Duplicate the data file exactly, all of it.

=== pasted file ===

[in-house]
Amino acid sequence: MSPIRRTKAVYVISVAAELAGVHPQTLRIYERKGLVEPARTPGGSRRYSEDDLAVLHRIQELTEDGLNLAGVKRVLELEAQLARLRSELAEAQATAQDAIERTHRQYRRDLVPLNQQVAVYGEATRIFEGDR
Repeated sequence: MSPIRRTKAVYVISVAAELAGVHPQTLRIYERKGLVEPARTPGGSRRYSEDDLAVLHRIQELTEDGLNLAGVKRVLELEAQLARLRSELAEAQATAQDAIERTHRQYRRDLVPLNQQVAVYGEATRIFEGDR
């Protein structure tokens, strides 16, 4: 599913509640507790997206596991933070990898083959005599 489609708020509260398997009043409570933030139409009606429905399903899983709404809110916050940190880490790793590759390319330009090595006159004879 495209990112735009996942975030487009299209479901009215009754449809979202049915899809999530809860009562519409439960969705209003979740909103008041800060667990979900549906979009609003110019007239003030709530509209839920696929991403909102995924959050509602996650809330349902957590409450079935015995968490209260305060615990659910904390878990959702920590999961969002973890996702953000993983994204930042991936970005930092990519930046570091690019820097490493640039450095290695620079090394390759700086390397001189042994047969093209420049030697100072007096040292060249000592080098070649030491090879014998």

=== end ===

[in-house]
Amino acid sequence: MSPIRRTKAVYVISVAAELAGVHPQTLRIYERKGLVEPARTPGGSRRYSEDDLAVLHRIQELTEDGLNLAGVKRVLELEAQLARLRSELAEAQATAQDAIERTHRQYRRDLVPLNQQVAVYGEATRIFEGDR
Repeated sequence: MSPIRRTKAVYVISVAAELAGVHPQTLRIYERKGLVEPARTPGGSRRYSEDDLAVLHRIQELTEDGLNLAGVKRVLELEAQLARLRSELAEAQATAQDAIERTHRQYRRDLVPLNQQVAVYGEATRIFEGDR
């Protein structure tokens, strides 16, 4: 599913509640507790997206596991933070990898083959005599 489609708020509260398997009043409570933030139409009606429905399903899983709404809110916050940190880490790793590759390319330009090595006159004879 495209990112735009996942975030487009299209479901009215009754449809979202049915899809999530809860009562519409439960969705209003979740909103008041800060667990979900549906979009609003110019007239003030709530509209839920696929991403909102995924959050509602996650809330349902957590409450079935015995968490209260305060615990659910904390878990959702920590999961969002973890996702953000993983994204930042991936970005930092990519930046570091690019820097490493640039450095290695620079090394390759700086390397001189042994047969093209420049030697100072007096040292060249000592080098070649030491090879014998």